I did not use Maya or Cinema4D to texture or render the gears in the meantime, as I wanted to adopt a faster rendering solution, observing that the long render times in these softwares limit what we can change in the final weeks, and it can be creatively-limited. Thus, I tapped onto the power of a game engine to do real-time rendering, and also because I am accustomed to using it.
We could get a 4K video rendered in 20 seconds in the Unity game engine, complete with lighting, reflections, shadows, particle effects, post processing and color grading. What is amazing is that it outputs a video directly with the option of individual image frames for lossless quality. So we can get a final render look and iterate extremely quickly without going through external video editing software, minimizing additional rendering steps. This lets us focus on the creative aspect instead of worrying about rendering time as it takes seconds to render high resolution 3D content instead of hours.
This additional creativity time let us experiment a lot with different lighting, camera perspectives and screen compositions as seen in pictures below. Plenty of happy accidents came from the results of this which will be talked about in future posts, which will be exciting to share. These would not have been possible in a pre-rendered solution. We are still open to use cinema4d if needed later on in the project.
Exploring compositions and perspectives on the first night of testing:
Lighting & Post Processing
The scene itself uses fully real-time and dynamic lights. These lights can be changed on the fly interactively to achieve results we want.
The scene is made up of a directional light as the key light, and a few spot and point lights for fill and rim lighting, as well as strategically placed lights to show off the surface detail of our gears.
Using lighting, it is easy to change the mood and tone of the scene globally as well. Above is one of the first few early videos of me playing with the directional lighting.
Post Processing involves several effects, one of which is tonemapping to get a filmic look. We also slightly bump the contrast and apply subtle color grading where needed.
Other subtle effects include ambient occlusion, which darken edges where objects appear to touch, making them look more grounded in reality, as well as bloom to simulate how intense light appear as bright spots through a camera lens.
Depth of field was also used to blur out gears in the background, just to test the composition and bring focus to the main gears.
These effects are added in the 3D engine so we can preview the gears’ look without going it through AE or other compositing softwares for faster iteration.
Ambient lighting is also used to set-up optimized reflections, by using something called Reflection Probes, as seen above. The reflections light up the darker areas of the gear parts, revealing details that are previously in shadow. A Reflection Probe is an optimized way to capture a 360 cubemap to cast as reflection onto nearby objects. The effect can be toggled off if we prefer the areas in shadow to remain dark.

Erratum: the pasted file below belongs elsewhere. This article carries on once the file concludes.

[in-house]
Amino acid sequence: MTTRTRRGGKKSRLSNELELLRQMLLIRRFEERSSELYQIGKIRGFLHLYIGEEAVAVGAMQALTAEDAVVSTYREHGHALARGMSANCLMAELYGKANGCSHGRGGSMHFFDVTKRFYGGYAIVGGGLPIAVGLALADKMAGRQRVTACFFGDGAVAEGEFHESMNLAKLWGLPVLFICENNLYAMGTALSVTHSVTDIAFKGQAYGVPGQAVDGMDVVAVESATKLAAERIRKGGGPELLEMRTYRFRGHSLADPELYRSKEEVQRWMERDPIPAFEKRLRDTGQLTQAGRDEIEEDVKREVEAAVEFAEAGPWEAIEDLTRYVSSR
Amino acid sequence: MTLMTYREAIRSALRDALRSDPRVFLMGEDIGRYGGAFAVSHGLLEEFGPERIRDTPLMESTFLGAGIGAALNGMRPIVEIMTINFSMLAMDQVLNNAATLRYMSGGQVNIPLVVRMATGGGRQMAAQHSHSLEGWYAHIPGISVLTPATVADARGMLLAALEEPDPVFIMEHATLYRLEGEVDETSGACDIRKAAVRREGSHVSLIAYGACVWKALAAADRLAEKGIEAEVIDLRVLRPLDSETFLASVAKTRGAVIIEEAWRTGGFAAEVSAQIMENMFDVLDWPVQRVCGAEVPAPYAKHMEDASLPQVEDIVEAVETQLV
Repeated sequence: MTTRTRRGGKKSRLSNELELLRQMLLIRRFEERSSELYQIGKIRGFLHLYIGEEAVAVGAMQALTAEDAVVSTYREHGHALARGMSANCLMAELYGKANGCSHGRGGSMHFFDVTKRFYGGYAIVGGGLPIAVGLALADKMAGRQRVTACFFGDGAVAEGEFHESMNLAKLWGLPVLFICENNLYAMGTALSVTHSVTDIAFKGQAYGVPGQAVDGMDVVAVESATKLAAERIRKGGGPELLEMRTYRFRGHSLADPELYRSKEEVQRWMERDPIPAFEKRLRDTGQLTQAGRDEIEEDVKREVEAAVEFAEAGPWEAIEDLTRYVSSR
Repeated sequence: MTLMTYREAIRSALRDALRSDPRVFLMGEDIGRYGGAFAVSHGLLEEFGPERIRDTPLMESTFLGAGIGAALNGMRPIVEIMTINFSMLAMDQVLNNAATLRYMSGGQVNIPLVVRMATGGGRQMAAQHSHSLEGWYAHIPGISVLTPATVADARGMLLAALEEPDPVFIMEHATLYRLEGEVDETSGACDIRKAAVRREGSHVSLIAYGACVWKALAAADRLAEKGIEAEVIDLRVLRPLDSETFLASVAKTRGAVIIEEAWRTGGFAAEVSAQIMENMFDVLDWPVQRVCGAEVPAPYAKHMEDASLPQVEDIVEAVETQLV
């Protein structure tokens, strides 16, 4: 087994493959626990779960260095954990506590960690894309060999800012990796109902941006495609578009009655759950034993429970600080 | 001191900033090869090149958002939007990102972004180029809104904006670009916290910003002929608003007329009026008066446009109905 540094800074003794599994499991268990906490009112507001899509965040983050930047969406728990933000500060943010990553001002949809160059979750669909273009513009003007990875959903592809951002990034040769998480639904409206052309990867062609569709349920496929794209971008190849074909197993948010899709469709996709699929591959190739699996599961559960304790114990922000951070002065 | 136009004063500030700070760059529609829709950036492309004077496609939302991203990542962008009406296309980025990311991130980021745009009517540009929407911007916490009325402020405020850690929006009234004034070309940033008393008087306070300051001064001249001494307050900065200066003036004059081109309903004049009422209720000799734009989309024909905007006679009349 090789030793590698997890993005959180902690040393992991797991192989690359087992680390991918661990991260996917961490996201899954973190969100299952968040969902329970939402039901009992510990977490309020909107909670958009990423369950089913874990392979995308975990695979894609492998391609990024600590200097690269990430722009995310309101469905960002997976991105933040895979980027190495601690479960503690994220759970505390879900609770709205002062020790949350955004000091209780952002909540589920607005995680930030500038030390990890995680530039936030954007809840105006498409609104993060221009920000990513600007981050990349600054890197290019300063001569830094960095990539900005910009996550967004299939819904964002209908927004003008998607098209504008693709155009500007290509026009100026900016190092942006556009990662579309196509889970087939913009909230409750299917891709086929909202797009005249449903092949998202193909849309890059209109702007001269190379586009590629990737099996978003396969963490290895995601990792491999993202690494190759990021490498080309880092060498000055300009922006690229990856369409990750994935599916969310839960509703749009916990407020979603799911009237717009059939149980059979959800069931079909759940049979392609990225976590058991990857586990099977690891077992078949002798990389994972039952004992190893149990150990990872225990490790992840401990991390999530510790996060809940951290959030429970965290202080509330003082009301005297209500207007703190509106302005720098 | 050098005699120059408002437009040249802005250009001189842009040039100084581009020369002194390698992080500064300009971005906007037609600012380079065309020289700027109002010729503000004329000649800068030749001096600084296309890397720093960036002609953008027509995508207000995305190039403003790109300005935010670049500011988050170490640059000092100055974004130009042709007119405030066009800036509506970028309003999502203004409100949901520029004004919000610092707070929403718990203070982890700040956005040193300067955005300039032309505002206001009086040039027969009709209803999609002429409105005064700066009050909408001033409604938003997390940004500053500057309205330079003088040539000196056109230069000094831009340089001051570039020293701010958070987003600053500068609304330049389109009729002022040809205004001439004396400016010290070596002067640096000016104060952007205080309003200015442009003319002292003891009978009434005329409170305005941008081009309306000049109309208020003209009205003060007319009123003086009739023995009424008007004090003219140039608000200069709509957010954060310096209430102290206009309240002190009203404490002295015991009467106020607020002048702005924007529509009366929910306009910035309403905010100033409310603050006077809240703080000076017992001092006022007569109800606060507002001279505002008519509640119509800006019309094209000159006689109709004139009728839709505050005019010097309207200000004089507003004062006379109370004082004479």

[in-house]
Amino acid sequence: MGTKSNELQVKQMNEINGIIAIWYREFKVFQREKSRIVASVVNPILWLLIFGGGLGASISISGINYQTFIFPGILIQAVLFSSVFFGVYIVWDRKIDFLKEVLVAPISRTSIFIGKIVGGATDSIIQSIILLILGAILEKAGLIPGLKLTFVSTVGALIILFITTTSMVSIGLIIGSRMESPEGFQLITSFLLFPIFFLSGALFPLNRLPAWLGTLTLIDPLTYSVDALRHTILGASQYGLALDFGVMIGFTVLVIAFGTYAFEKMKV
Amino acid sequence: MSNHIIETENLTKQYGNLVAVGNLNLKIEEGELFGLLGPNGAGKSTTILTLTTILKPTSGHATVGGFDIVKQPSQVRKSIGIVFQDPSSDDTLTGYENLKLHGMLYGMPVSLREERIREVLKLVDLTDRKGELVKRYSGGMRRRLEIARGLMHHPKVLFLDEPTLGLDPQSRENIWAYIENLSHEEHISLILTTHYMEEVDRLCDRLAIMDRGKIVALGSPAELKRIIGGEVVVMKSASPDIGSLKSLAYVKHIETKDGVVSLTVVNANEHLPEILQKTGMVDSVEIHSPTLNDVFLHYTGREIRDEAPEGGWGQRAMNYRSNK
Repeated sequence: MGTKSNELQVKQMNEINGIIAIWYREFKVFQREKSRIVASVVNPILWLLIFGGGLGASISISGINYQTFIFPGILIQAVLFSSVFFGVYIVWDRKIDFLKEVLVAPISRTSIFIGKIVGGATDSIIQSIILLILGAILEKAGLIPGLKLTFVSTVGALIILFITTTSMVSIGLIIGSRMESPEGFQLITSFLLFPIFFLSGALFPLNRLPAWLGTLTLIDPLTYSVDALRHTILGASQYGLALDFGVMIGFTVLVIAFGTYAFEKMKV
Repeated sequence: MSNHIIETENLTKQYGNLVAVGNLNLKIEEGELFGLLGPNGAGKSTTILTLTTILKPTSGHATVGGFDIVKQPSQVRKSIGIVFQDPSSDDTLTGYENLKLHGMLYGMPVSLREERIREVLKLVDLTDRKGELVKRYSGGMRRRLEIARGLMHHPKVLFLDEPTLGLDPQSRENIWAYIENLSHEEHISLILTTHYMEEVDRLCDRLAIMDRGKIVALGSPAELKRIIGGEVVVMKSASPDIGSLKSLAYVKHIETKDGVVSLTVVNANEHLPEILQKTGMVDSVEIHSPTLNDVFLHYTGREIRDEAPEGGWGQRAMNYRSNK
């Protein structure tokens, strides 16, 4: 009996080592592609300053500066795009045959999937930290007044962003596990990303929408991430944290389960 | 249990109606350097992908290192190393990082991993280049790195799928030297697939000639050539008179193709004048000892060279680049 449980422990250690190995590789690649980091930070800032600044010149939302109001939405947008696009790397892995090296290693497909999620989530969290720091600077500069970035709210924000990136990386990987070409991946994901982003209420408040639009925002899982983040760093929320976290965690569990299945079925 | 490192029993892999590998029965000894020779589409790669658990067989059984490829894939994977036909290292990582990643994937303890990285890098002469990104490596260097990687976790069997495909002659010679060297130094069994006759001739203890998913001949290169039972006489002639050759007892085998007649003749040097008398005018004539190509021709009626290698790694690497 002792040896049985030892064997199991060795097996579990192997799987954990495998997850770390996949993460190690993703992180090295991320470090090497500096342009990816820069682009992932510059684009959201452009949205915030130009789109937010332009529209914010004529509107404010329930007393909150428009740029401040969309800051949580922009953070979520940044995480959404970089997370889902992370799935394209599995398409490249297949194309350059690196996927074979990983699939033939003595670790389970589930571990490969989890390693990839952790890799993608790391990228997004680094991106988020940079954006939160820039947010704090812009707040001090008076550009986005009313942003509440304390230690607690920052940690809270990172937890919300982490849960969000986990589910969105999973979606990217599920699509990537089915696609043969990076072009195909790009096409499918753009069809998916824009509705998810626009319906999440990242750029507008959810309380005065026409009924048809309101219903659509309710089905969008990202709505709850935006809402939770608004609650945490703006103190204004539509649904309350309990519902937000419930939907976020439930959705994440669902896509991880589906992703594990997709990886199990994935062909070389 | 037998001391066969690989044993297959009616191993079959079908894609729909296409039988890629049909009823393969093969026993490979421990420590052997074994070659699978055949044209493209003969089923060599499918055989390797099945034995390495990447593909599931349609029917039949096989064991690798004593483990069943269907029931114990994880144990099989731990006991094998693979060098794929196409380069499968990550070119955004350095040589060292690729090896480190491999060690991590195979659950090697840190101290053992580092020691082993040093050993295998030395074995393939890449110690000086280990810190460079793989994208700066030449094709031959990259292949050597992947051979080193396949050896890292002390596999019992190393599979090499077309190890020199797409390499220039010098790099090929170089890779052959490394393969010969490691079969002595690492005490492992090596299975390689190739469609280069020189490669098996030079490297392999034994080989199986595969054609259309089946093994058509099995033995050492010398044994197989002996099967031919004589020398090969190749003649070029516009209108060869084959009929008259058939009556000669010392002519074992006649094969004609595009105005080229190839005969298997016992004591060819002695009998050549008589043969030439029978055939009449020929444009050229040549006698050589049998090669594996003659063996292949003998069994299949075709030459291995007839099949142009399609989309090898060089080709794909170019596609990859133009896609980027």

This technique is cheap and fast to compute, and is highly optimized compared to Maya and C4D which calculate reflections by simulating light rays, known as ray tracing, which is comparatively fairly expensive computation. Our current technique of using reflection probes works well as we do not need super accurate mirror-like sharp reflections.
This project does not feature animation heavily, but is still essential to the process. To create intricacy and mesmerizing effects, we will play with:
Speed of rotation of gears
Direction of gear rotations
Animating of lights (future post)
Layering of multiple rotating gears in z-axis space
The gears are not animated in Maya using keyframes as we want to be able to change individual gears’ rotation speeds easily and flexibly. Thus, the gears are rotated using a script.
I wrote a script that lets me specify values (in degrees per second) to rotate the gear on a chosen axis, by modifying its transform values.
The script can easily be copied and applied to every gear, with each one rotating at selected user-input speeds that can be changed on the go. Below is a screenshot of the script written in Visual Studio (C#), with comments, for those interested.
To give illusion that gears are interlocked and rotation in sync with one another, we discovered this engineering trick:
Speed of Rotation is inversely proportional to its radius and number of teeth (sides).
Which means to say, if we halve the size (radius) of a gear, we have to halve the number of teeth and double its rotation speed.
Being a programmer helped discover this as I often use power of two values and this made me realise that as long as we ensure that our gears are modelled with exactly Power of Two number of sides – 8, 16, 32, 64, they are easily compatibility with one another.
Lastly, a test 3D particle system emits chinese symbols at the bottom right, which are tests for linking to the symbols on a compass we have yet to model.
The particles’ direction, positions and speeds are also yet to be confirmed. The initial plan is to have them float upward from the surface of the compass, which is different from what our current footage shows.
The particle system uses an emissive shader with a chinese symbol as texture, with its velocity generated by perlin noise to create a randomized movement.
Tutorials & References
Lastly, here are some additional materials referenced that aided in the process.